And what is it like at the different types of tournaments? “At sevens tournaments, the atmosphere is crazy because it’s played over two days, you know, everyone gets into the spirit of it where they’re coming for the day and a lot of people get dressed up and there’s a lot of different games going on whereas with the Six Nations and the World Cup, you’re coming to one game, you know well in advance who you’re playing and there’s so much preview of it. They’re both brilliant though. The support is still just the same, you know, everybody just loves to see good rugby and we’ve been getting great support lately so it’s fantastic.”

The growth in the women’s game has been huge over the last few years, especially since RTE have been consistently airing all of the women’s games on television and radio over the last number of years. Yet, women’s sport still remains a minority: about 2,000 women play club rugby in Ireland in 2016, but the IRFU were hoping to increase that figure by 50% in 2017. Does Hannah think the media have a responsibility to cover women’s and minority sports, or should they be left grow organically?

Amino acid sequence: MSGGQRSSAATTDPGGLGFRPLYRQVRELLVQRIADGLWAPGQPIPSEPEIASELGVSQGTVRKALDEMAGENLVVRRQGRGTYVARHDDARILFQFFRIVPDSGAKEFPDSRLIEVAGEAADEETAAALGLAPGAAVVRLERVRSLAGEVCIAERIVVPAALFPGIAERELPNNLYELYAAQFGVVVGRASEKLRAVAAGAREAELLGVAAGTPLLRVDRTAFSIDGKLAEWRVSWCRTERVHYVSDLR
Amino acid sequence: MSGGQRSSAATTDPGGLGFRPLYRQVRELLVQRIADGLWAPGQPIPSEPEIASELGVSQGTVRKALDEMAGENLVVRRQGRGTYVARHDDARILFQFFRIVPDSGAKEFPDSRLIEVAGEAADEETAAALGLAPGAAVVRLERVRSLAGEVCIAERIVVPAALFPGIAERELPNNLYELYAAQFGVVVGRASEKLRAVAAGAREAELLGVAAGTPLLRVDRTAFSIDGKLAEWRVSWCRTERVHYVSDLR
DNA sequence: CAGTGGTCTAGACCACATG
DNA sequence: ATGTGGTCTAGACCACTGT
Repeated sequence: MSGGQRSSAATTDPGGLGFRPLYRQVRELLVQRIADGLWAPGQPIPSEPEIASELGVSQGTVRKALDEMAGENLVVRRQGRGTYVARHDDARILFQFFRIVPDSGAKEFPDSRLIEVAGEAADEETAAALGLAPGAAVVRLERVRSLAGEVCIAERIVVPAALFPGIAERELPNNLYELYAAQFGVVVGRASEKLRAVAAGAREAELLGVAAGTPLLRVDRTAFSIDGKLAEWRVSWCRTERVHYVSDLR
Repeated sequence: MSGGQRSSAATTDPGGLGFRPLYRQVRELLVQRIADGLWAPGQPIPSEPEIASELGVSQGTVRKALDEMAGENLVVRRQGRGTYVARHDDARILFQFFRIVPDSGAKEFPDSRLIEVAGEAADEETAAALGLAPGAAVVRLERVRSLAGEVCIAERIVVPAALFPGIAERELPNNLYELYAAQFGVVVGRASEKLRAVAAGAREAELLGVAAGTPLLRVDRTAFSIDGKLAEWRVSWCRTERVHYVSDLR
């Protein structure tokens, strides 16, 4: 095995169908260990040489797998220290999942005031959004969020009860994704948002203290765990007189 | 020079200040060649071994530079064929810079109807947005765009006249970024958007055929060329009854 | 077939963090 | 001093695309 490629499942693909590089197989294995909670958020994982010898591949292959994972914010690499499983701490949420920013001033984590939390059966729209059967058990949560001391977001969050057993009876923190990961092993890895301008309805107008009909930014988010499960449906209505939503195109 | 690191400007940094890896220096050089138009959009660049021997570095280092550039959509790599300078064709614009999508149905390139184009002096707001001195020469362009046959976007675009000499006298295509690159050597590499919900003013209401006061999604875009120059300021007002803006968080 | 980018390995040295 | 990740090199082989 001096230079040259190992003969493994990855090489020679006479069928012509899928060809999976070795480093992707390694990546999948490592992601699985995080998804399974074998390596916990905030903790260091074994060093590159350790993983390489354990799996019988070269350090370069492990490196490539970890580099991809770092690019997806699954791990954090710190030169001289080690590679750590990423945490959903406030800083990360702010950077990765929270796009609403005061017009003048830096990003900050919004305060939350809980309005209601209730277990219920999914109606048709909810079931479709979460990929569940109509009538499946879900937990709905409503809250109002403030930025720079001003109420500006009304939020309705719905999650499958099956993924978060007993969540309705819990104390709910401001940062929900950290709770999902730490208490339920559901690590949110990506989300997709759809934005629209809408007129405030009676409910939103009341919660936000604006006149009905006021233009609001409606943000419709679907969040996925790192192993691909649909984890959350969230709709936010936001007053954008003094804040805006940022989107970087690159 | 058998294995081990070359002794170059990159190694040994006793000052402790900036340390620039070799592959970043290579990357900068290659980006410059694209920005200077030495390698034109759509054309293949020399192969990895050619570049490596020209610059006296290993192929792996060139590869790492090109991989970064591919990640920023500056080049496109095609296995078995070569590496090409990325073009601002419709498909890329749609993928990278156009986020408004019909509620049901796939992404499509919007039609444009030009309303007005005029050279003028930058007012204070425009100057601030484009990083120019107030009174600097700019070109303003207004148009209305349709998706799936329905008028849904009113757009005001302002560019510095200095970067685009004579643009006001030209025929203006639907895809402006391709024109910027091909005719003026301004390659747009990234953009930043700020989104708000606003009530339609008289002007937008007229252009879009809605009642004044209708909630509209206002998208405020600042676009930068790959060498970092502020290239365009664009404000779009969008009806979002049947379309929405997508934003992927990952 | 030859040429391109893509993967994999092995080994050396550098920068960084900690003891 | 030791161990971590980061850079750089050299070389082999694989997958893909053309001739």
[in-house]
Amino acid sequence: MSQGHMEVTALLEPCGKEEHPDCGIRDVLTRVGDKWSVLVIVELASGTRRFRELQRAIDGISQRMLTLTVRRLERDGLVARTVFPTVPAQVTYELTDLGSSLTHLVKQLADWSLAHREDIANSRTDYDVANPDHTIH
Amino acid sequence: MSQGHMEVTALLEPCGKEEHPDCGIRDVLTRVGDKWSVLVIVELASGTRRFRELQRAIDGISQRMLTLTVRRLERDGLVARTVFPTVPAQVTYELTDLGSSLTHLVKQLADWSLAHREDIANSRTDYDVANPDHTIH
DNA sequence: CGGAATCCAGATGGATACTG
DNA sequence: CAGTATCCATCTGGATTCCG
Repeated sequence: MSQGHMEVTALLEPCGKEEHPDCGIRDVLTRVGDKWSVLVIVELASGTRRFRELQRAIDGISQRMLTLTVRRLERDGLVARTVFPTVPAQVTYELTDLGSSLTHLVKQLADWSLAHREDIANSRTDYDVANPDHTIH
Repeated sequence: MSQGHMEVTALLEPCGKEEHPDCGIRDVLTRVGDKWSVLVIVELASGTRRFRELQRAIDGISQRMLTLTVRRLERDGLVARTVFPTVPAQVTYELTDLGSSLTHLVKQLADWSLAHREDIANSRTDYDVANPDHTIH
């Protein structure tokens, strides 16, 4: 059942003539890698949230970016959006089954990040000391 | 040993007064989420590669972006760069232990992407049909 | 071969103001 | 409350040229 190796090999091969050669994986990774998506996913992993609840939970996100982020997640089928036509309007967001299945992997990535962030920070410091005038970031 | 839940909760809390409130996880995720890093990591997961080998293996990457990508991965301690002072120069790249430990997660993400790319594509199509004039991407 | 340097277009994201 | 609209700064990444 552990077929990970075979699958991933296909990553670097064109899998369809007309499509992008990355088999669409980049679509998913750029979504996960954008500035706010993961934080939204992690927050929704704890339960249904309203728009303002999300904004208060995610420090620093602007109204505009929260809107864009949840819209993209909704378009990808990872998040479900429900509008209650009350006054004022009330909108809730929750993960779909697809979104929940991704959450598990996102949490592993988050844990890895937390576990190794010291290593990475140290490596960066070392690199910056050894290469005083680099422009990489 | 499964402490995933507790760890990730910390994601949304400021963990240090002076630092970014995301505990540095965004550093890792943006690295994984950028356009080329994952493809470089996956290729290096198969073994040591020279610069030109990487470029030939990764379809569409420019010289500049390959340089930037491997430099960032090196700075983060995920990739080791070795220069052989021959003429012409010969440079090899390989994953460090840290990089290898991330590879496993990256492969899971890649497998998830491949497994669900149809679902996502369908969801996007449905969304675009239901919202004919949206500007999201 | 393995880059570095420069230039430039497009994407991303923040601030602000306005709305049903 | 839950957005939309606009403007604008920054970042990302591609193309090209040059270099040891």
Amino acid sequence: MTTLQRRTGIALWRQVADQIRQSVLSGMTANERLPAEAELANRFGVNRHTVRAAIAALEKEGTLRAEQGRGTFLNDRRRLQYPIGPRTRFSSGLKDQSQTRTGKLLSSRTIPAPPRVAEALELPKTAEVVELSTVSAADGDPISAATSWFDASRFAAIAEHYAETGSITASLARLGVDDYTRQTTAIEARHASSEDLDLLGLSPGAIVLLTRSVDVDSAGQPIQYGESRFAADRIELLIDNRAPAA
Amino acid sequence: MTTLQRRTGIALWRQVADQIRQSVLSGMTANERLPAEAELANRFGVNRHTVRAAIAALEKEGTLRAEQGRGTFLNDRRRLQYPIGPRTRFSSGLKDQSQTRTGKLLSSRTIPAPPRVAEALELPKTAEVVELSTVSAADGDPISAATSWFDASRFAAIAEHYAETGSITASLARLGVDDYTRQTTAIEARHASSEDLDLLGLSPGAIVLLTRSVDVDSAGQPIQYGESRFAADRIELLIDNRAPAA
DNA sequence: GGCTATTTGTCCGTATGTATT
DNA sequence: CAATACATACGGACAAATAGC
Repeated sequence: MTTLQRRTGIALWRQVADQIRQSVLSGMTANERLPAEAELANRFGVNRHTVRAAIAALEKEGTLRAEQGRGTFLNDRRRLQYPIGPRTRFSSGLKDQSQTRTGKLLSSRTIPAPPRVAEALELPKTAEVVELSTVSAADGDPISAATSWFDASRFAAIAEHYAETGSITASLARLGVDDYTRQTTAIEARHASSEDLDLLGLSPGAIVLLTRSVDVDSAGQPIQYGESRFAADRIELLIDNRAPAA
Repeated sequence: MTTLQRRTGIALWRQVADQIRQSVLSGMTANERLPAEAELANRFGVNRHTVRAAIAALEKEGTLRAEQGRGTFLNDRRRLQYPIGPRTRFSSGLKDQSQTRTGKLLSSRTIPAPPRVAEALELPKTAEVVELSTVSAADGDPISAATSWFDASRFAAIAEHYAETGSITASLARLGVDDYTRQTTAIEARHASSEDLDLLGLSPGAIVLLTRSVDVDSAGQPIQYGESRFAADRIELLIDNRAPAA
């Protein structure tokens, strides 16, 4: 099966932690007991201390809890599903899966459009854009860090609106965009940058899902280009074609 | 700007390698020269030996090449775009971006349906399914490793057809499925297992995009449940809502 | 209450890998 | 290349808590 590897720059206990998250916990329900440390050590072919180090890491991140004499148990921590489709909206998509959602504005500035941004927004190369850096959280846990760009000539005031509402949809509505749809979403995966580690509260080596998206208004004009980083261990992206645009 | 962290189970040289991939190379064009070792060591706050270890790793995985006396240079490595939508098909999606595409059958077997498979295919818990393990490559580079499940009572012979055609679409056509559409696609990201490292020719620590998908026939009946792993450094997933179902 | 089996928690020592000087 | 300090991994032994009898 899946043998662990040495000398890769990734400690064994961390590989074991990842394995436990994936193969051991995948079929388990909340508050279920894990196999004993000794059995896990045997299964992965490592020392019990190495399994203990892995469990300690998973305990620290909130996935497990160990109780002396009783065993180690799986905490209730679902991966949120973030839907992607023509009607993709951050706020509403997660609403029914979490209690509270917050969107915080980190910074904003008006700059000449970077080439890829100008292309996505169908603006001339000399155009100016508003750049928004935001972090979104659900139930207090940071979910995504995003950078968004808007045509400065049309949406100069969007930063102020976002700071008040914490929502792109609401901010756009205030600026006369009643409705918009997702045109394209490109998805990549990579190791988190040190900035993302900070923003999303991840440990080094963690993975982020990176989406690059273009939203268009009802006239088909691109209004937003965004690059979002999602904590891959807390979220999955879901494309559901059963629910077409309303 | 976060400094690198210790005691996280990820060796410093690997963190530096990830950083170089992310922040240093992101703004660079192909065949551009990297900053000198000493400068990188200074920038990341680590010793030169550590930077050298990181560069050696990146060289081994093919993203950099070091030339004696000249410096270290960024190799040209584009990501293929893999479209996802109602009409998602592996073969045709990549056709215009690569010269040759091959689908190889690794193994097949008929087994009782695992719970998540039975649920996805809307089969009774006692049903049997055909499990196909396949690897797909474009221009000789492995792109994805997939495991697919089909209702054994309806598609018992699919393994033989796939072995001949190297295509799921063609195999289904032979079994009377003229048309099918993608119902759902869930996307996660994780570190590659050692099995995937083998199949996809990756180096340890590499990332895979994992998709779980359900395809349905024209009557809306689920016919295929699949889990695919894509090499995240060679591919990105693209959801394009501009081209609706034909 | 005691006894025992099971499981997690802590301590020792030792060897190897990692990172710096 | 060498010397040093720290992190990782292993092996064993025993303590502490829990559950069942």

The Welsh women's team break througha tackle in a game against the Irish women's team. Photo credit: Neil Charles Robert.

Members of the Welsh women’s team break through a tackle in a game against the Irish women’s team. Photo credit: Neil Charles Robert.

“I just think that if the sports being covered, particularly if it’s an international game, that it should be covered. You know, the men get an awful lot of coverage as it is, so what harm to give the women a page or two or a column here and there?”, she says. “I think it’s really benefitted us, a couple of guys like Murray Kinsella who’ve covered a lot of our games recently and Gavin Cummiskey and the like and because of that media attention we’re actually getting more people involved and interested.”